My department head sent a link to a NY Times story, today, discussing a study that found that individuals who aren't prepared for college don't do well in online classes.
First of all, I fail to see how this is a problem. Actually, that's not quite right. I have a problem with the fact that we, as a nation, are so invested in this "college for all" schtick that people have a problem with ninety percent attrition of those who are unprepared--either for the level of work expected, or for the self-direction required--failing out. I have a problem with the idea that instructors in traditional classroom settings are expected to hold hands, wipe noses and asses, and generally baby the students who shouldn't be in college in the first place.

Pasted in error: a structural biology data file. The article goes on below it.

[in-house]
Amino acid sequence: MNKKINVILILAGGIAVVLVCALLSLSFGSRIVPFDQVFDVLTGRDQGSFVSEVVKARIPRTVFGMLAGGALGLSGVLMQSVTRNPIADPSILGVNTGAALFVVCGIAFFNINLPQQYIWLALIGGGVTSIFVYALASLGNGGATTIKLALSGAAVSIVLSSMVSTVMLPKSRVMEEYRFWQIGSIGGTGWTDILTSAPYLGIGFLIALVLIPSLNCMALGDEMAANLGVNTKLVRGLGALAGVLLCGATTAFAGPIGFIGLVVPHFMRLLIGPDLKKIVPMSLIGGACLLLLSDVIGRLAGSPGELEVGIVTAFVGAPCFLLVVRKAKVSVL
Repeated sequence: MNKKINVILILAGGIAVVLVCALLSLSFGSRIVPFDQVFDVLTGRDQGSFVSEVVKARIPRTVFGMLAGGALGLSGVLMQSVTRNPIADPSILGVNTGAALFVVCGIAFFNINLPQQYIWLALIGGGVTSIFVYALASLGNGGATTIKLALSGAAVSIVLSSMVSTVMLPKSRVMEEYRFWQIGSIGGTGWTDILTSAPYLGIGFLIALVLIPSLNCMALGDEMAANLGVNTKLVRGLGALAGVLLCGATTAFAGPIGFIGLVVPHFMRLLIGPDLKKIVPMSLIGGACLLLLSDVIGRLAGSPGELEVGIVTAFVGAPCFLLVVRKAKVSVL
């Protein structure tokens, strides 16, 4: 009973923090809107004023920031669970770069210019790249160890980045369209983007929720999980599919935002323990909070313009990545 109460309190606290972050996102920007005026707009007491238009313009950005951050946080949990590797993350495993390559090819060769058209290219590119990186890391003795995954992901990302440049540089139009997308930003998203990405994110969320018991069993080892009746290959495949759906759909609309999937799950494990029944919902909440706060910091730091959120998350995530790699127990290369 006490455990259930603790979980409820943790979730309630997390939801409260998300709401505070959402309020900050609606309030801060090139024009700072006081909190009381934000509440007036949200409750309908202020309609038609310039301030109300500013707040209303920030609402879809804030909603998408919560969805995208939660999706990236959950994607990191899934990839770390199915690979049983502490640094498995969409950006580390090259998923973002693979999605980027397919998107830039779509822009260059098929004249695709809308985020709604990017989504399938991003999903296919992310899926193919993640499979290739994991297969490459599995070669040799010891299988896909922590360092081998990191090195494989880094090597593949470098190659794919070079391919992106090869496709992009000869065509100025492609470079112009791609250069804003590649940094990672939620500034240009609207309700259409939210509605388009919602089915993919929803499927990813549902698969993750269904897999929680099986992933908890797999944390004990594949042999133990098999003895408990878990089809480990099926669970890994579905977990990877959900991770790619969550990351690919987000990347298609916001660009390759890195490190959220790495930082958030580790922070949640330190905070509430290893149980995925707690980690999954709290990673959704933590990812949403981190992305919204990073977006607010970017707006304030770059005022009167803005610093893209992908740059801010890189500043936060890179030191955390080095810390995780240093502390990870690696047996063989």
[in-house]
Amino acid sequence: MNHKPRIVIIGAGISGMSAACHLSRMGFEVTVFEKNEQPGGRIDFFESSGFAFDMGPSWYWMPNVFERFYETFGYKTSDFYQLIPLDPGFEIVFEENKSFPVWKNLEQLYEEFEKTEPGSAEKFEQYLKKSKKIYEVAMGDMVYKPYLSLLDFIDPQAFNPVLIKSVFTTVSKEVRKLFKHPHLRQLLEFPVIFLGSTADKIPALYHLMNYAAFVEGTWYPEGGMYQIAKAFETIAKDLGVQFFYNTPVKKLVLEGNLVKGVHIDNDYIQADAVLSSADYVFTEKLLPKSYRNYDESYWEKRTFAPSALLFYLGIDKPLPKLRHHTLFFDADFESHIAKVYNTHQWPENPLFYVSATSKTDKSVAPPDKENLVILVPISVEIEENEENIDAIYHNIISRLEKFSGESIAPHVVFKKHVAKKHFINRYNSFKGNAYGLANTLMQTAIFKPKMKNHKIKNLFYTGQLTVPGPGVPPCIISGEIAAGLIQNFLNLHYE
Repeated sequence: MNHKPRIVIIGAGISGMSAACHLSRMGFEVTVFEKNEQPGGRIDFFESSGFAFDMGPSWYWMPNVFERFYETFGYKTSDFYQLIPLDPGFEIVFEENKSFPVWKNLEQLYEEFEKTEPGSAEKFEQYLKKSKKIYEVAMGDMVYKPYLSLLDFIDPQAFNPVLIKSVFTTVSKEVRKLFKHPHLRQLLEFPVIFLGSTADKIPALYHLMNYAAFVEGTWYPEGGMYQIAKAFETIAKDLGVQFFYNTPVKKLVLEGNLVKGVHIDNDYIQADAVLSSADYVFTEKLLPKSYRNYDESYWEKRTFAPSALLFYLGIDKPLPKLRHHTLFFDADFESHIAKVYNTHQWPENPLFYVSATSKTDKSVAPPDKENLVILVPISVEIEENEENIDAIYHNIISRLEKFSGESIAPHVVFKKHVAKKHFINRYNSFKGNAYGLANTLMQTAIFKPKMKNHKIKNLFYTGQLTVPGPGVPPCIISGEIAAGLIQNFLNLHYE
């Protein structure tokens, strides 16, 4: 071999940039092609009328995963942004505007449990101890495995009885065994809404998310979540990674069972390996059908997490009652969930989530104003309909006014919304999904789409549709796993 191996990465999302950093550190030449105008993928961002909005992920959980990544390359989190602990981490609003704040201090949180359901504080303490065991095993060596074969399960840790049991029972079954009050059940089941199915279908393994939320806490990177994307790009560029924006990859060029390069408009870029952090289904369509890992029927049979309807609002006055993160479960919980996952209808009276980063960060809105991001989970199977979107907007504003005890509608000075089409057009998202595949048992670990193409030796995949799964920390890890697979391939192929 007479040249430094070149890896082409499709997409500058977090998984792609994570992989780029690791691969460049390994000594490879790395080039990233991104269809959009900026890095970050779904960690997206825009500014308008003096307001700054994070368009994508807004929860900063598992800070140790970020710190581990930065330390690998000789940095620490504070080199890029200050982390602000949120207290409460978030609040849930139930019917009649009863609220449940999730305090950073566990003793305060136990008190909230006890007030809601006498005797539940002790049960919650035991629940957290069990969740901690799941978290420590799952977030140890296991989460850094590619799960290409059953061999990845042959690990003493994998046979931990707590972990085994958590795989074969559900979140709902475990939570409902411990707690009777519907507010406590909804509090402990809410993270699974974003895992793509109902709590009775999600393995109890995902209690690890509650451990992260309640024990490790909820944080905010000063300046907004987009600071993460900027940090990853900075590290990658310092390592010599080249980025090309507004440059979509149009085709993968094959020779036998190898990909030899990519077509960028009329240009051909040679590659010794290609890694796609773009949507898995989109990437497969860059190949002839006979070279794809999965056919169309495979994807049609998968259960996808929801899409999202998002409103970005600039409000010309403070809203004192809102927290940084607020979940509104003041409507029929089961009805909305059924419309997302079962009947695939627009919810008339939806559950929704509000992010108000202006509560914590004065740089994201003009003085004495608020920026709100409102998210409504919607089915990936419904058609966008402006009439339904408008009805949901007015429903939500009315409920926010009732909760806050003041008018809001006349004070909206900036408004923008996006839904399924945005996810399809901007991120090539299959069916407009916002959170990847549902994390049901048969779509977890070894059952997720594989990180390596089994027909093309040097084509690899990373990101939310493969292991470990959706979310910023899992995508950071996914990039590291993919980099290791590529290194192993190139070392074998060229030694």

I have a problem with traditional universities getting their panties in a bunch because some professionals who are capable of completing advanced degrees with more self-direction than many professors are capable of, but don't have the time or inclination to sit through bullshit classes. I have problem with the new legal requirements of online courses (at least in MO, but the indication is it's likely nationwide) calling for eduspeak that most for-profit online colleges can't hire someone to produce for each one of their classes, without raising their prices and cutting into their profit margin. I have a problem that only the otherwise unemployable are being accommodated with this legislation.
I have a problem with nobody else having a problem with the fact that those of us in the classroom are expected to deal with students who shouldn't be there, and are expected to simultaneously retain our rigorous grading standards and make sure every idiot that steps foot in our classes, online or traditional, passes with a good grade.
The system is broken. I don't think it can be fixed. All I'm doing now is killing time, taking home a paycheck, and trying to ignore the creeping feeling of futility.
1 hour ago